America’s school system is broken. On that the Forbes 400 can agree. America’s richest men and women give more to education-related causes than to any other issue. But in terms of how best to improve education, there is less consensus.
Education-related causes that have benefited from the Forbes 400 wealth vary widely: Mark Zuckerberg donated $100 million to Newark’s public schools. Michael Moritz and his wife gave $50 million to his alma-mater Christ Church college. Bill and Melinda Gates have focused their efforts on reorganizing high school curriculum, while Eli Broad believes our schools could use more managerial expertise. Their ideas differed so widely that this year, my colleagues and I reached out to a few billionaires, and several recipients of their charity to solicit their best idea for K-12 education reform.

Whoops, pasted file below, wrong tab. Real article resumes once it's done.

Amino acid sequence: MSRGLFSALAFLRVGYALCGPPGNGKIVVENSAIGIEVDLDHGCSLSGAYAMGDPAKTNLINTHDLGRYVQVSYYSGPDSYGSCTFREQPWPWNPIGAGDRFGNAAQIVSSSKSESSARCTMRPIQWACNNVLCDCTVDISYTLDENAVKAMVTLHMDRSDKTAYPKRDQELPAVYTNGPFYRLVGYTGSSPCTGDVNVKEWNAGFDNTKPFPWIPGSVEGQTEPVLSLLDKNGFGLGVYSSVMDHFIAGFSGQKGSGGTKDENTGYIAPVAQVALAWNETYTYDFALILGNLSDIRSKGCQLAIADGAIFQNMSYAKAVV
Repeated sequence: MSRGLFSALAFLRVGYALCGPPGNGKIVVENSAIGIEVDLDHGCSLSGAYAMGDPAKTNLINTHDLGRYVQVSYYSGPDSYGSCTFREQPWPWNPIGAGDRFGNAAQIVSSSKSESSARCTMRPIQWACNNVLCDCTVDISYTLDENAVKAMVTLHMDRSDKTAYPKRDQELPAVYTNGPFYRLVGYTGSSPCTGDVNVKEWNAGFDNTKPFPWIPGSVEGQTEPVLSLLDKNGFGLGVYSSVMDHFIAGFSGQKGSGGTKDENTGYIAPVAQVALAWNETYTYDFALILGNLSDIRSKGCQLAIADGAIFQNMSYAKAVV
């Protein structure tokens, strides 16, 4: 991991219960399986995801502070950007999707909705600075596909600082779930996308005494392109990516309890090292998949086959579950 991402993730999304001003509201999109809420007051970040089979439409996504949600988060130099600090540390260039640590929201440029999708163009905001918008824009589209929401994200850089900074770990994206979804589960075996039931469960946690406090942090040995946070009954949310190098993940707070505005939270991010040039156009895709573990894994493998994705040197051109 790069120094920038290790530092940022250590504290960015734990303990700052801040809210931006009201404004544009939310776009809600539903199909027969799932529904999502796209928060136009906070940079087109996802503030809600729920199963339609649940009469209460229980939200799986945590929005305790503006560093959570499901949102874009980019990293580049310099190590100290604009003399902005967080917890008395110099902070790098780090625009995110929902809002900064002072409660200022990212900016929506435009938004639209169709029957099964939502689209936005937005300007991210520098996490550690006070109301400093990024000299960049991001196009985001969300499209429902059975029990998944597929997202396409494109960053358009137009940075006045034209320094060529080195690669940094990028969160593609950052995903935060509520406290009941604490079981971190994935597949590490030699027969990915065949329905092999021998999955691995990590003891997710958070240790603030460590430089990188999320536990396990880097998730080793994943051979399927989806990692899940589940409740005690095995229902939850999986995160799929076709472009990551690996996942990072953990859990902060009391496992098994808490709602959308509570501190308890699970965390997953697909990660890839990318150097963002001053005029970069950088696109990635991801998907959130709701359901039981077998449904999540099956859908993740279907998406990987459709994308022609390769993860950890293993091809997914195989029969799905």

To that end, I spoke with Ted Mitchell, CEO and president of the NewSchools Venture Fund, a program that aims to apply to K-12 education the same, hands-on, result-driven, funding approach that venture capitalists have brought to the world of technology.